"'Deleted' Government records needn't necessarily be treated as deleted after all, according to a ruling by the Information Tribunal, which deals with appeals against rulings under the Freedom of Information Act. But don't get too excited - although in theory this means that data that can be undeleted, restored from backups or reconstructed by specialists can still be supplied in response to FOIA requests, in practice the whole show will still collapse when it encounters the haphazard shambles that UK Government backup regimes amount to."

Egov monitor- Higher Education meets the challenges of the public's right to know
"The Higher Education sector has responded both positively and successfully to the first year of the Freedom of Information Act, survey results published to mark the Act's first anniversary reveal. The survey, a joint initiative by JISC, Universities UK and SCOP (the Standing Conference of Principals), show that the overwhelming majority of the requests being received by institutions are being answered fully, on time and free of charge."

Irish Medical times - Women travelling to give birth in Britain
"A BBC investigation has found a growing number of women from overseas are travelling to Britain to give birth in NHS hospitals, a practise that is costing some trusts hundreds of thousands of pounds a year."

Local News

News and Star (Cumbria) - 500 police officers hurt in thug attacks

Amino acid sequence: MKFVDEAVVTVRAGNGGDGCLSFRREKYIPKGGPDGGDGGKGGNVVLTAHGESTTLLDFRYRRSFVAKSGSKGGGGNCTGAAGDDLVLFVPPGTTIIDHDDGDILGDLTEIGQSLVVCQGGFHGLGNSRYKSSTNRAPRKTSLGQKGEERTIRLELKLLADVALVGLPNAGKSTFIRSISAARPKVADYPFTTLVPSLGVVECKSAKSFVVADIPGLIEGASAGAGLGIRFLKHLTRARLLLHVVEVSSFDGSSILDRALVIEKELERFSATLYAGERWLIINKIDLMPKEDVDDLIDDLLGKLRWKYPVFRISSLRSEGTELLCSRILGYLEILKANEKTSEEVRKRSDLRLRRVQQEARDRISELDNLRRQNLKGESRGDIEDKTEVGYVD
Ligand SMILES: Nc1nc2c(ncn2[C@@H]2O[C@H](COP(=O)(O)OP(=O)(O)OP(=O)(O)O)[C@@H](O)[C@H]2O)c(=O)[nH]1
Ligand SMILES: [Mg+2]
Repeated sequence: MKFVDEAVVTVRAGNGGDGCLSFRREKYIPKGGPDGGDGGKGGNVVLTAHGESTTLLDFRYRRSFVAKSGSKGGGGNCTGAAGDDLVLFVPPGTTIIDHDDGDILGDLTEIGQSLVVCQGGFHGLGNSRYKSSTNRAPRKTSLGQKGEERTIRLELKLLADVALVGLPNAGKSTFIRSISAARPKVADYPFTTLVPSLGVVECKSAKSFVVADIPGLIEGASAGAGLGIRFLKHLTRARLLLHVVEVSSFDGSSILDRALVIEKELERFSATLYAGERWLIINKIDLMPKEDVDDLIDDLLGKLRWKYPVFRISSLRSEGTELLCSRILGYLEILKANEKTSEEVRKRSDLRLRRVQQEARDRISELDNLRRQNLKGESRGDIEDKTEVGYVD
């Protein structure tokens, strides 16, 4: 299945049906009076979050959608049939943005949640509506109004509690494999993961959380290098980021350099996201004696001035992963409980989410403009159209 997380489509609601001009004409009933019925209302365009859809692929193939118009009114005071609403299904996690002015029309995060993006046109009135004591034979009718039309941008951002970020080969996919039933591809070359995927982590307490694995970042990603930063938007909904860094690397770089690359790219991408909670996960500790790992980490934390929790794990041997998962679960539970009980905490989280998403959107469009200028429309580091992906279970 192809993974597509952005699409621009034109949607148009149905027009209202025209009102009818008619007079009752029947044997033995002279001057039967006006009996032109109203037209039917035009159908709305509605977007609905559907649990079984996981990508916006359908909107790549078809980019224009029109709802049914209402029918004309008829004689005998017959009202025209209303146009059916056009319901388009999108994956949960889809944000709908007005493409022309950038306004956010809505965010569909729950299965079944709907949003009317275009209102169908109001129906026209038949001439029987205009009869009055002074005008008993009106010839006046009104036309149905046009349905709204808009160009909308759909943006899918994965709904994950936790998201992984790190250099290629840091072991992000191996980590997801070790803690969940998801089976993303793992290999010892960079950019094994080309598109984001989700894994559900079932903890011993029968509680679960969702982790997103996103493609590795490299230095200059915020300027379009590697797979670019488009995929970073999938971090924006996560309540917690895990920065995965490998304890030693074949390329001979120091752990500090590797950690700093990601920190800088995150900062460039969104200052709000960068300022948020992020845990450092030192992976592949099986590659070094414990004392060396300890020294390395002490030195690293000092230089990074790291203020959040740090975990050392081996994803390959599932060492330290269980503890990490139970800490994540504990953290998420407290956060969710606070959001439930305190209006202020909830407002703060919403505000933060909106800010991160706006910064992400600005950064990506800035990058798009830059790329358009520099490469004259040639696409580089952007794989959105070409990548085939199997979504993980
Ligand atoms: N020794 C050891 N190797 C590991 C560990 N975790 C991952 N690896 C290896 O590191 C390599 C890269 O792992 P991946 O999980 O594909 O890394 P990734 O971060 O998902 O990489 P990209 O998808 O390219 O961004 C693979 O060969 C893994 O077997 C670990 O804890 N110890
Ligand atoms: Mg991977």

"Figures obtained under the Freedom Of Information Act also reveal more than 2,200 various injuries have been suffered by officers and force civilian staff during the same period."

Shrophsire Star - County drivers flouting car phone law
"New figures released to the Shropshire Star under the Freedom of Information Act show that nearly 6,000 people in the West Mercia police force area have been fined for using a hand-held mobile phone at the wheel since it became an offence two years ago."

Western Mail - Will Euro aid work this time?
"SENIOR Plaid Cymru politicians are demanding to know whether the Assembly Government is pressing Gordon Brown to provide all the funds necessary to make Wales' second round of top-level European aid a success....Material released to the Western Mail earlier this year in line with the Freedom of Information Act showed Alun Michael, the Assembly's first leader, had pleaded in vain for match funding to be provided by the Treasury."

South Wales Echo - The truth about the Beeb's workforce
"BBC Wales' workforce has rocketed to more than 1,360 - 28 per cent more than before devolution. Back in May 1999, when the National Assembly was set up, the number of employees stood at 1,058. But six years on, the size of the workfoce has grown rapidly to 1,362, according to figures released to the Echo under the Freedom of Information Act."

BBC Wales - Freedom culture change 'needed'
"A year since the Freedom of Information Act became law, one of Wales' chief watchdogs says there is still a long way to go to achieve more openness."

Manchester Evening News - Council minorities 'more likely to be sacked'
"ETHNIC minority council workers in Manchester are more likely to be sacked or suspended than their white counterparts, figures reveal."


New Zimbabwe - British officials feared Mugabe backlash over wife's treatment
"BRITISH government officials feared a refusal to grant residency to Zimbabwean President Robert Mugabe's late wife, Sally, would harden his policy towards Britain in an independent Zimbabwe."

Oped news - Bush Administration Refuses to Comply With FOIA Request on Pre-War Intelligence